USB Type-C (or USB-C) had its coming-out party quite late—at this year’s CES in early January, even though the connection type made its broad debut with Apple’s 12-inch MacBook in April 2015. Since then, more devices have adopted the format, such as the Chrome Pixel C and Nexus 6P. (The new Apple TV has a USB-C port but only as a connection option for debugging and making screen captures with a Mac.) An ocean of USB-C devices is coming that will include more Macs as part of the Thunderbolt 3 update—which relies on that connector style—and possibly some iOS hardware.
I’ve been waiting to test USB portable batteries equipped with USB-C since the MacBook shipped. But as long as Apple relied on the MagSafe connector, you couldn’t get a licensed and certified adapter that would work with a Mac laptop. USB-C changes that altogether. It has bi-drectional power support, allowing energy to flow from a laptop or other controller’s USB-C to charge or power external devices and via USB-C to charge a MacBook or similar device’s internal battery.
In general, USB battery packs used to have limited capacity, offer slow charging of devices and recharge slowly, and cost and weigh a lot relative to the benefit they offer. But they’ve matured very rapidly over the last few years. With the very large-scale manufacture of standard-sized rechargeable lithium-ion battery cells, electronics makers have created affordable, high-capacity USB packs that range from recharging your iPhone 6s by about 50 percent up to the equivalent of a week’s worth of multiple full recharges of a set of iPads and iPhones.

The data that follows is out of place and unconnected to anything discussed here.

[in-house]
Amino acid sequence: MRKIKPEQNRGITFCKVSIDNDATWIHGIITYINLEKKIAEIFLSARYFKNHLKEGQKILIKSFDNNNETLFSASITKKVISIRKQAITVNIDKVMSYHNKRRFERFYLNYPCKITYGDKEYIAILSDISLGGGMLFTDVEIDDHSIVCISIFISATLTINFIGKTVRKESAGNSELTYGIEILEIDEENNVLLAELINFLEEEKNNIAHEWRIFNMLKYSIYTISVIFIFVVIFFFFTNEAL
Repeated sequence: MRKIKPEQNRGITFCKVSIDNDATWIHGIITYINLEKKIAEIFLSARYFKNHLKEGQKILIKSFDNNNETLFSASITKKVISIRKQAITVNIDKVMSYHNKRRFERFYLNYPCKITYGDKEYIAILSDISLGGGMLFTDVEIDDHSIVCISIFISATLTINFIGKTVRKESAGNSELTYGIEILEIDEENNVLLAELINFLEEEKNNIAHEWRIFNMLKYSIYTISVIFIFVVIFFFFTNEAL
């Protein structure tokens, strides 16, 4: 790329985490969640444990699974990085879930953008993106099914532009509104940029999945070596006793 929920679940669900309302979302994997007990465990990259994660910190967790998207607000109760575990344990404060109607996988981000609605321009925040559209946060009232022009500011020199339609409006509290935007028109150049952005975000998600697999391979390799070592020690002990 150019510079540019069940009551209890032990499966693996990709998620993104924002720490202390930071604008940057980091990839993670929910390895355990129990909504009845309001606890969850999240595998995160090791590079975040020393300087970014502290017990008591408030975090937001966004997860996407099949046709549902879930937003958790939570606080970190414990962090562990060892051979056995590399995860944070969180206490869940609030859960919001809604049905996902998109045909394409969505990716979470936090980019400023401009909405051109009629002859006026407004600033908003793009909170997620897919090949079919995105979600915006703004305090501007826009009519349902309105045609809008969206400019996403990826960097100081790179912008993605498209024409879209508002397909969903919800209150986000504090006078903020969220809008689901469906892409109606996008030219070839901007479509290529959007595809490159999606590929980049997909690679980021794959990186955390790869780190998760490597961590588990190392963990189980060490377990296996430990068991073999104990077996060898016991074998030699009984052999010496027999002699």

Laptops have typically been in a different category, because they not only have large batteries, but when in use, they draw power faster than previous USB packs typically provide it because of limitation in the previous generation of USB connector and cable standards. In such a case, a Mac laptop pulls juice from the USB-connected battery, but also gradually runs down its internal one.
The iPad Pro suffers from this problem. It ships with a 12-watt power adapter that can’t always keep up with power consumed while you’re using the iPad Pro. While its battery could safely be charged at a much higher wattage (at least twice as “fast” in terms of power flow), the Lightning standard appears to limit its maximum rate.
USB-C breaks through that limit by allowing higher-amperage charging even though USB has a set limit on voltage. (Wattage is the product of amps times volts, representing the total energy transferred.) This higher amperage can allow a USB battery pack to recharge a 12-inch MacBook relatively speedy when put to sleep, although the units I tested still can’t keep up with its power consumption.
Sign up for CIO Asia eNewsletters.